7 to 8: 14%
    6 to 7: 16%
    5 to 6: 22%
    4 to 5: 18%
    3 to 4: 14%
    2 to 3: 16%
    1 to 2: 22%

    The 22% jump from 1st to 2nd gear is just fine — you expect low gear to be a bailout with a big jump down from 2nd. I think it’s the 22% jump right in the middle of the range — from 5th to 6th — that bugs people.

    Hang on … just checked on the ratios of the new 11speed hub. Looks like all the steps are 13%-14% except for 1st to 2nd gear which is 29% (again, nothing wrong with that). Looks just about perfect. Nevermind my earlier comment about uneven gear steps with respect to the 11speed Alfine.

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  • Manabu April 15, 2010 at 7:13 am

    @Vance Longwell: The way they put it up is very inovative. I dare for you to find other cvt that looks like the one in the youtube video. And more importantly: no other CVT could be sized down for bycicle, nor be reasonably efficient with low torques.

    And I don’t understand the patent theft talk, and then right after the 100 years thing. Patents are limited for 15~20 years, and some people let them expire earlier. Besides, the original idea is from Leonardo da Vinci (thus the transmission name).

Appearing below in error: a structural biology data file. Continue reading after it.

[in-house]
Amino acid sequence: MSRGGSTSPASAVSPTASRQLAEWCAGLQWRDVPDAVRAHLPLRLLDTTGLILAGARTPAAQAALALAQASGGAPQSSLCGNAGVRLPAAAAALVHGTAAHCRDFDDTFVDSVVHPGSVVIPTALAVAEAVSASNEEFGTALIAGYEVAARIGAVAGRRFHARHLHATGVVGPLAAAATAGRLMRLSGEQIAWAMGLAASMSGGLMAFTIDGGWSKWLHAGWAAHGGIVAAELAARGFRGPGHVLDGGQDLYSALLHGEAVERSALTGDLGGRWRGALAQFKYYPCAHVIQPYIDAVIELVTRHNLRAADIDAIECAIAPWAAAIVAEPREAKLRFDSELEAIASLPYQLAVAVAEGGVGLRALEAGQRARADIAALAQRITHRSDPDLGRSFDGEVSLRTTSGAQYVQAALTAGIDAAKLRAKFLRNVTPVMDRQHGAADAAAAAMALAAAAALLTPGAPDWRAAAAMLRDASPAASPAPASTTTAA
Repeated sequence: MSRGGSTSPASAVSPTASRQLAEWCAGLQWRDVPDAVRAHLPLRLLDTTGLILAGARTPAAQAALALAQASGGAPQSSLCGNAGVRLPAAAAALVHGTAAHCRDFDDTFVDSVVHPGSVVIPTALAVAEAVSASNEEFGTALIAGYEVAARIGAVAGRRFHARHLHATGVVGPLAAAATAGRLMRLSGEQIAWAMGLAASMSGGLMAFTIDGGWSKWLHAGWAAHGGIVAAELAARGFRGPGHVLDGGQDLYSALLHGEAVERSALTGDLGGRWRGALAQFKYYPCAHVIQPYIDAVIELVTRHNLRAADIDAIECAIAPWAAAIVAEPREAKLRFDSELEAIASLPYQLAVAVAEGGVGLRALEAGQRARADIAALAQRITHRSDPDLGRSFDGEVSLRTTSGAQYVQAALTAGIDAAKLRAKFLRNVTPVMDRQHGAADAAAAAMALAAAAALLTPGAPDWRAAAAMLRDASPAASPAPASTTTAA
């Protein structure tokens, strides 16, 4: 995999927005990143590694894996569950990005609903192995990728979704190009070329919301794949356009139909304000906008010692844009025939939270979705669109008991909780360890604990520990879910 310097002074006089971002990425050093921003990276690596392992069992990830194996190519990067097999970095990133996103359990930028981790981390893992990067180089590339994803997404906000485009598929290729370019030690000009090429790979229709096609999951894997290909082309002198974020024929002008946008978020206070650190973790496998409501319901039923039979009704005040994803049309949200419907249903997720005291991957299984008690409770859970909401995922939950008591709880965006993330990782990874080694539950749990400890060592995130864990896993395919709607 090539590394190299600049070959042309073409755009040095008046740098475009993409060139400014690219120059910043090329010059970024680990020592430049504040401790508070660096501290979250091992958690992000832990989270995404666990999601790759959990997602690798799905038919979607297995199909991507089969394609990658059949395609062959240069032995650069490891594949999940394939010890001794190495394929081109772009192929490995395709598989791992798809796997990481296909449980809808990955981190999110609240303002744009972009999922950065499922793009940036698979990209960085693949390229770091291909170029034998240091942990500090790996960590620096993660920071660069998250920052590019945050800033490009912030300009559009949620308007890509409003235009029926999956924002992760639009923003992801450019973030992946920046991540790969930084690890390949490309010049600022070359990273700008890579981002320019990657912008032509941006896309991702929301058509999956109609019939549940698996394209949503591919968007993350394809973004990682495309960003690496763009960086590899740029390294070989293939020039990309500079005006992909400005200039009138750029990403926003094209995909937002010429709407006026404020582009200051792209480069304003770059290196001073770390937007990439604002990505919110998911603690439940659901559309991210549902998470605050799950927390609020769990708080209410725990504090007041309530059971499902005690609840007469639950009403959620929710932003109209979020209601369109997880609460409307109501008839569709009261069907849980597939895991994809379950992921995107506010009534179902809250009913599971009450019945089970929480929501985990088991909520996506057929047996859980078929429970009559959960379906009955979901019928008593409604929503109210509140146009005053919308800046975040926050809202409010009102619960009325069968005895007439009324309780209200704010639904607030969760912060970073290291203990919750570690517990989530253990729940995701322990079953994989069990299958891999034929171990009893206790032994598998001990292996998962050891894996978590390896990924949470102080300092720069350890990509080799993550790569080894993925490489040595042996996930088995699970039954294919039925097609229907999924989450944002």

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  • q`Tzal April 21, 2010 at 11:22 pm

    After attempting to drop my tax return on this hub I heard from Clever Cycles, who heard from Nuvinci, that “Price would be $399 and it would become available in July.”

    Not available until July

    Is this normal? I mean do the manufacturers normally put out product teasers like this? Spring would be a good time to have this product release to milk sales from those impulse buyers.
    I’m just going to have to take my tax return fueled consumer frenzy and buy other bicycle components.

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  • IGH Guy April 22, 2010 at 9:01 am

    q’Tzal: Companies have been doing product teasers for years. Think of the auto show and all of the cars that are coming out either later in the year or the following year. I think in this case, it was more about getting people exposed to the new product (because it is sooo much better than the old one)and getting them excited for when it becomes available. I guess that is the point of a “teaser”….